I don’t know about you, but I’m fully prepared to leave a few nickels and dimes on the table in favor of not spending my dollars.

Identity theft protection. With identity theft credit cards do offer better protection than debit cards, in that they’ll cover the cost of fraudulent charges almost immediately. Score one in the definite win column for credit cards. But identity theft risk can also be reduced on debit cards by maintaining a balance that closely matches your expected spending. The thief can’t access more money than you have in the account.

In addition, a Paypal account linked to your checking account can provide a secure way to make online purchases, one of the major areas of identity theft concern. And it costs nothing to add this feature. It’s also worth noting that the biggest concern with identity theft is not necessarily the thief’s access to a single account, but to the information linked to that account — a much bigger prize. On that count, credit and debit cards are an equal risk.

Juicing your credit score. This is the most tiring pro-credit card argument of all. In order to keep your credit score high, you need to maintain high credit lines with low outstanding loan balances — the credit utilization component of credit scores. While there’s truth to this assertion, it ignores the fact that credit utilization is only one component of your overall credit score. Paying your bills on time alone carries more weight, and so do pay histories on mortgages and installment loans. Other factors include the age of loan accounts and number of credit inquiries.

I don’t know about you, but I have better things to do with my time than to perpetually track my credit scores to determine that I have the proper balance of outstanding debt to available credit. If our plan ultimately is financial independence, our primary goal should be to stay out of debt, not to invest time figuring out how we can juice our credit scores. You mostly need high credit scores to obtain credit. The less dependent we are on credit, the less important our credit scores are.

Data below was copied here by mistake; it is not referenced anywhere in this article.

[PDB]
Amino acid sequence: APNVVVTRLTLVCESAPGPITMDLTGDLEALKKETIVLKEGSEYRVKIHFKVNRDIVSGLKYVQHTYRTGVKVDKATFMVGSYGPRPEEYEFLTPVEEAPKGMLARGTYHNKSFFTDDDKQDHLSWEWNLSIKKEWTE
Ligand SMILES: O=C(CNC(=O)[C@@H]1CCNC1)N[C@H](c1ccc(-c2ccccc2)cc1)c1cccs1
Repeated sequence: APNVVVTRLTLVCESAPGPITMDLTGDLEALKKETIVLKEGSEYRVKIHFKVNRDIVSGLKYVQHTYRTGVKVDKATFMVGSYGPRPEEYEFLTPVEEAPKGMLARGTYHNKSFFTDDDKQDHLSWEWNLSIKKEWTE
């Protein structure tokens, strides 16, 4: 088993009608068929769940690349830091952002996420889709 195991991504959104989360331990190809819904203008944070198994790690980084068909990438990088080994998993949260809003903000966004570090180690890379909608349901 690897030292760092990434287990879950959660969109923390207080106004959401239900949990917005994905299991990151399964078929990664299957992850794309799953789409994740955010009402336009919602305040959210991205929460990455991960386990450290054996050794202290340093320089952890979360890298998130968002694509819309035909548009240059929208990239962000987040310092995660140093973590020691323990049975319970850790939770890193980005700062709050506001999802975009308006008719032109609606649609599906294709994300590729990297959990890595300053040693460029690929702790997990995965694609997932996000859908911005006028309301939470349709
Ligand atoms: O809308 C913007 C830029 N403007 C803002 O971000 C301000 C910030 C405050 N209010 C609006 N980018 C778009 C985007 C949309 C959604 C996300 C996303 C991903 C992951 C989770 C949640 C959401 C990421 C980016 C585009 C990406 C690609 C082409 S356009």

No overdraft fees. Really? Ever hear of over-limit fees? They’re overdraft fees for credit cards. There will be a penalty for exceeding certain balances whether we’re talking debit or credit cards.

“I pay off my balance every month; I know how to manage money.” Congratulations, but you’re still playing with fire. Credit cards are set up to keep you in debt, not to help you manage your finances. Become too comfortable with them and you may be stepping into a trap you don’t fully understand. Today you’re managing your finances successfully, but in the future you could find yourself in a period of extended unemployment, and the balance may shift. When crisis hits, we tend to cling to what’s familiar – credit cards may prove to be a bad habit at that point.

The strongest arguments against credit cards

Given the uncertainty of the economy and particulary employment in the past few years, it seems the last thing the average person needs is more credit. As citizens and consumers, the best thing we can do for ourselves and for the country — long term — will be to live with as little debt as possible.

The Bible refers to debt as bondage, that the debtor is the slave of the lender (Proverbs 22:7) — does anyone disagree with that connection?